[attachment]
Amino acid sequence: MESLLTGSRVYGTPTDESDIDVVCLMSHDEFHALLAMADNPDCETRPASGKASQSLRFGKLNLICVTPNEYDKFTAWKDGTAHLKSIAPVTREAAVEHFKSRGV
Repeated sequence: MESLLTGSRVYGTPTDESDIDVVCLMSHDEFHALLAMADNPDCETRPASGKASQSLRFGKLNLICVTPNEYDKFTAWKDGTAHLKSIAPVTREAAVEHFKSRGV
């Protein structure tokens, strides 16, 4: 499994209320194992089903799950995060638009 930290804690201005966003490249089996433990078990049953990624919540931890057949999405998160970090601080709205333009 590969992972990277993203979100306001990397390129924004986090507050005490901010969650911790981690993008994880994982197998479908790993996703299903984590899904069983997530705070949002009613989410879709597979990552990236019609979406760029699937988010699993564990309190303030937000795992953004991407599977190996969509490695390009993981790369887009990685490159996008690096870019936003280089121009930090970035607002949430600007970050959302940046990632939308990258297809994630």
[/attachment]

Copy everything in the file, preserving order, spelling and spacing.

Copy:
Amino acid sequence: MESLLTGSRVYGTPTDESDIDVVCLMSHDEFHALLAMADNPDCETRPASGKASQSLRFGKLNLICVTPNEYDKFTAWKDGTAHLKSIAPVTREAAVEHFKSRGV
Repeated sequence: MESLLTGSRVYGTPTDESDIDVVCLMSHDEFHALLAMADNPDCETRPASGKASQSLRFGKLNLICVTPNEYDKFTAWKDGTAHLKSIAPVTREAAVEHFKSRGV
């Protein structure tokens, strides 16, 4: 499994209320194992089903799950995060638009 930290804690201005966003490249089996433990078990049953990624919540931890057949999405998160970090601080709205333009 590969992972990277993203979100306001990397390129924004986090507050005490901010969650911790981690993008994880994982197998479908790993996703299903984590899904069983997530705070949002009613989410879709597979990552990236019609979406760029699937988010699993564990309190303030937000795992953004991407599977190996969509490695390009993981790369887009990685490159996008690096870019936003280089121009930090970035607002949430600007970050959302940046990632939308990258297809994630």